The Pictsweet Company was named CFIC’s 2022 Supplier of the Year. CFIC president Tim Lowe…
Chris Van Parys, president of W. Lee Flowers, Kj’s/IGA, was elected CFIC’s 19th president at the CFIC Convention in July. Chris was first elected to CFIC’s board in 2020 and draws on his 41 years of industry experience as well as involvement in other industry associations to generate ideas and provide perspective in guiding and leading the council.
Growing up in Bay City, Michigan, Chris started in the industry as a bottle counter at a family-owned IGA group with three stores. That was in 1982 and since then, he has “[seen] the rollout of scanners, PLU’s, Computer Generated Ordering, the expansion of meal solutions, smart phones, experiential retailing…and SO MUCH more as you’d imagine after 41 years in the business.”
Chris now leads W. Lee Flowers, a Lake City, SC based company, which first started as a wholesaler in 1922. They have grown into a wholesaler/retailer who now operates over sixty Kj’s and IGA retail stores as well as servicing approximately thirty independent stores and is now part of the Alex Lee family of companies along with Lowes Foods and Souto Foods.
If you spend any time with Chris, you’ll quickly learn that through his family and his career in the grocery industry he has grown into the epitome of a true servant leader and is truly passionate about fostering the potential of those around him.
“We have a very noble calling in that we take men and women and teach them a trade where they’ll never need to worry about how they’ll provide for their families. We are in a resilient business, and it’s led through—and with—great people who genuinely care about growing their communities through empowerment.” Chris told us. “As fathers and mothers, we all own developing our sons and daughters to be hard-working, respectful, and responsible. Our business can help be a part of this development.”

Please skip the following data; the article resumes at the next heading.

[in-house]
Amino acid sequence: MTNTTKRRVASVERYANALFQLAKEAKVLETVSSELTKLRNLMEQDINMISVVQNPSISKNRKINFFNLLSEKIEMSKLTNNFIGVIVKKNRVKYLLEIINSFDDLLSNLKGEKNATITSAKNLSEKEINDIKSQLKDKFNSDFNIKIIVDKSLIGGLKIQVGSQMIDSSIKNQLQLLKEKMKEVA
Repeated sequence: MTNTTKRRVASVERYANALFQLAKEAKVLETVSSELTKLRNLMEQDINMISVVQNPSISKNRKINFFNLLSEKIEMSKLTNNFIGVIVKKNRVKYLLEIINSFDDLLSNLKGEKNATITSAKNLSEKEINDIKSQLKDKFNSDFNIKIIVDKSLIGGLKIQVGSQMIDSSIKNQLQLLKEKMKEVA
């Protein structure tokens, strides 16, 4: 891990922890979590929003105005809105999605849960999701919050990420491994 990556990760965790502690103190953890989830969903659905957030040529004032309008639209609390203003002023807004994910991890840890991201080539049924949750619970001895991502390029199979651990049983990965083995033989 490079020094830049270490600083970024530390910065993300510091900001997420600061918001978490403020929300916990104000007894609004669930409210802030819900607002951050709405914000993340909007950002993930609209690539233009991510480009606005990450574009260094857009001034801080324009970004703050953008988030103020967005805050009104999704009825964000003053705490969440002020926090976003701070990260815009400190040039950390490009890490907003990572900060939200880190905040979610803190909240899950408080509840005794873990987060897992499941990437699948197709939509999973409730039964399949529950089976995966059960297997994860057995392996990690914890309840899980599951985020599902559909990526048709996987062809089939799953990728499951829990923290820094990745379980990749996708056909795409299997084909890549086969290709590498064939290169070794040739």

Chris notes three individuals as having the greatest influence on him professionally: Don Brown, an ex-drill Sergeant that taught him the value of discipline, process, and respect; Paul Zampicini, imparted an entrepreneurial spirit and “taught me to run the store/operation as if I owned it;” and Tim Lowe who taught him the power of brand, culture, and developing talented leaders.
Of these individuals and others, he says, “I still remember the leaders that influenced me nearly 40 years ago. I talk about them constantly and I endeavor to lead in ways that honor them.”
Clearly his favorite books (Stephen R. Covey’s “The 7 Habits of Highly Effective People” and John Maxwell’s “The 21 Irrefutable Laws of Leadership”) have made their mark on his leadership style. He says, “So much of our business is centered around relationships and those folks that we help along the way and those that we allow to influence us as leaders. Allow yourself to be inspired by others and do your level best to inspire those around you. We are in a great industry that still knows the value of a handshake, the honor of developing young men and women into leaders and the ability we all have to grow community.”
Q&A with Chris Van Parys
Q: In your opinion, what are the keys to success in the industry?
- Embrace change because it’s inevitable. Be aware, be vigilant, be nimble.
- Innovate while staying connected to our guests. Technologies will come and go, but creating lasting relationships with our guests is literally the secret-sauce of retail.
- Grow our people and our communities. In many of the cities where we do business, we are the largest employers and responsible for the hopes and dreams of so many of our folks.
Q: What do you think the future holds for CFIC’s grocers in our current business climate?
A: There are lots of opportunities for those that focus on what differentiates you and your brand from your competition. How are you demonstrating value and values to your community and finally how are you attracting talent through development opportunities in what we’d all agree is an under-celebrated industry.
Q: What is the biggest value a grocer can receive from this Council?
A: Creating lasting relationships with your peers, your vendor partners and knowing that our Council is working hard to ensure we are advocating for our business.
Q: What do you most want for CFIC?
A: To continue to grow our membership, create value for our members and to celebrate our industry.
Personal Interest and Family
Chris and his wife, Yoly, live in Florence, SC. They have two sons: Jacob, a pharmacist in Philadelphia, and Tyler, who works in Student Services at Duke University. He loves travel (Italy, France, Japan, Mexico, Germany, UK, and Belgium are among his favorites) and always roots for the University of Michigan and Detroit in whatever sport they’re playing. Chris has continued his professional development and service as a former FMI Fresh Council member, a Leadership Winston-Salem alum, and a Cornell/NGA Retail Leadership graduate. He also finds time to give back to his community by serving as a board member of the Harvest Hope Food Bank and working with the Red Cross, leading the W. Lee Flowers campus blood donation drive.